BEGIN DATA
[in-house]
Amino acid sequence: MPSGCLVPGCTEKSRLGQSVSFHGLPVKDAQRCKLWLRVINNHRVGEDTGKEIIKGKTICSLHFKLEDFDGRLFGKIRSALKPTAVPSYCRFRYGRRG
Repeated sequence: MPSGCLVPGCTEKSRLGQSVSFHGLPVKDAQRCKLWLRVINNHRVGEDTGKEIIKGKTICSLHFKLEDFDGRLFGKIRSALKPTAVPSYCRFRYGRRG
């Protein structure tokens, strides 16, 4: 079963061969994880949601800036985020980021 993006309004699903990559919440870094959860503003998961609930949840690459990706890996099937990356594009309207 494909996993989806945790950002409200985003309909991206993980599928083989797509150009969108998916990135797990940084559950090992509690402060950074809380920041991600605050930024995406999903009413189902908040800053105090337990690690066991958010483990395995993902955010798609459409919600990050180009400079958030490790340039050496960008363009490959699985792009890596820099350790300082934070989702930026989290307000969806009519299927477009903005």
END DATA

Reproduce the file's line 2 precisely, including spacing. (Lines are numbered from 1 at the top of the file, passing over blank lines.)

Amino acid sequence: MPSGCLVPGCTEKSRLGQSVSFHGLPVKDAQRCKLWLRVINNHRVGEDTGKEIIKGKTICSLHFKLEDFDGRLFGKIRSALKPTAVPSYCRFRYGRRG